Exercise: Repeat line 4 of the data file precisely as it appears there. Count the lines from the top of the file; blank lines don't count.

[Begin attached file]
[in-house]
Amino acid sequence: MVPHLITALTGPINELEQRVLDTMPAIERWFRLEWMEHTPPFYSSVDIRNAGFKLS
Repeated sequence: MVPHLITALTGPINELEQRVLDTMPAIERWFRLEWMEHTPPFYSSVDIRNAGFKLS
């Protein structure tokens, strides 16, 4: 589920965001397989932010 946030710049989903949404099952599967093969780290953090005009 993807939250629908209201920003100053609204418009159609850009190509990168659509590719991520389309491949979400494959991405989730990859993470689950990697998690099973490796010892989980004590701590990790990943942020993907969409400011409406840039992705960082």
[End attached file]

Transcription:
């Protein structure tokens, strides 16, 4: 589920965001397989932010 946030710049989903949404099952599967093969780290953090005009 993807939250629908209201920003100053609204418009159609850009190509990168659509590719991520389309491949979400494959991405989730990859993470689950990697998690099973490796010892989980004590701590990790990943942020993907969409400011409406840039992705960082």